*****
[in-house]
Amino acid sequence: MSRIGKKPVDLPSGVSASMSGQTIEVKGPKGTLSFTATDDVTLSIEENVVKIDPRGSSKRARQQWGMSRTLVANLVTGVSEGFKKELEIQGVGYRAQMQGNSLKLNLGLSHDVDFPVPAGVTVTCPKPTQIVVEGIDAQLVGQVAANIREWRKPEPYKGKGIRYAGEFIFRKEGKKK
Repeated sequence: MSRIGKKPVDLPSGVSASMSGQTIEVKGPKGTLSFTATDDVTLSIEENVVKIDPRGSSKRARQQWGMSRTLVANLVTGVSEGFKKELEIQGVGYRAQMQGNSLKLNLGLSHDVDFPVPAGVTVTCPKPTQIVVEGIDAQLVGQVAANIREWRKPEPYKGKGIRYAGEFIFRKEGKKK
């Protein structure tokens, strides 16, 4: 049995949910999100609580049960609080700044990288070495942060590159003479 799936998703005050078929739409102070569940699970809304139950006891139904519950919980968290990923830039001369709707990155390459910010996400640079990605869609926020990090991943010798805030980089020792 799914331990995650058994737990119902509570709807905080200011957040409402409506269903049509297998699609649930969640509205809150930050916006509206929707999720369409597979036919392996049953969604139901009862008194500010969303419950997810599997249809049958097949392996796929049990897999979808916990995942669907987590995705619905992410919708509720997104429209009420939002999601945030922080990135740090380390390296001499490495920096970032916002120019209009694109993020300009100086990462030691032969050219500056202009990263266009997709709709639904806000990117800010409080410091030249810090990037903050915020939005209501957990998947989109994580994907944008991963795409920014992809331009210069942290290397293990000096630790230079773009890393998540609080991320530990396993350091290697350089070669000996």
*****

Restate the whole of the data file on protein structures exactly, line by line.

[in-house]
Amino acid sequence: MSRIGKKPVDLPSGVSASMSGQTIEVKGPKGTLSFTATDDVTLSIEENVVKIDPRGSSKRARQQWGMSRTLVANLVTGVSEGFKKELEIQGVGYRAQMQGNSLKLNLGLSHDVDFPVPAGVTVTCPKPTQIVVEGIDAQLVGQVAANIREWRKPEPYKGKGIRYAGEFIFRKEGKKK
Repeated sequence: MSRIGKKPVDLPSGVSASMSGQTIEVKGPKGTLSFTATDDVTLSIEENVVKIDPRGSSKRARQQWGMSRTLVANLVTGVSEGFKKELEIQGVGYRAQMQGNSLKLNLGLSHDVDFPVPAGVTVTCPKPTQIVVEGIDAQLVGQVAANIREWRKPEPYKGKGIRYAGEFIFRKEGKKK
């Protein structure tokens, strides 16, 4: 049995949910999100609580049960609080700044990288070495942060590159003479 799936998703005050078929739409102070569940699970809304139950006891139904519950919980968290990923830039001369709707990155390459910010996400640079990605869609926020990090991943010798805030980089020792 799914331990995650058994737990119902509570709807905080200011957040409402409506269903049509297998699609649930969640509205809150930050916006509206929707999720369409597979036919392996049953969604139901009862008194500010969303419950997810599997249809049958097949392996796929049990897999979808916990995942669907987590995705619905992410919708509720997104429209009420939002999601945030922080990135740090380390390296001499490495920096970032916002120019209009694109993020300009100086990462030691032969050219500056202009990263266009997709709709639904806000990117800010409080410091030249810090990037903050915020939005209501957990998947989109994580994907944008991963795409920014992809331009210069942290290397293990000096630790230079773009890393998540609080991320530990396993350091290697350089070669000996």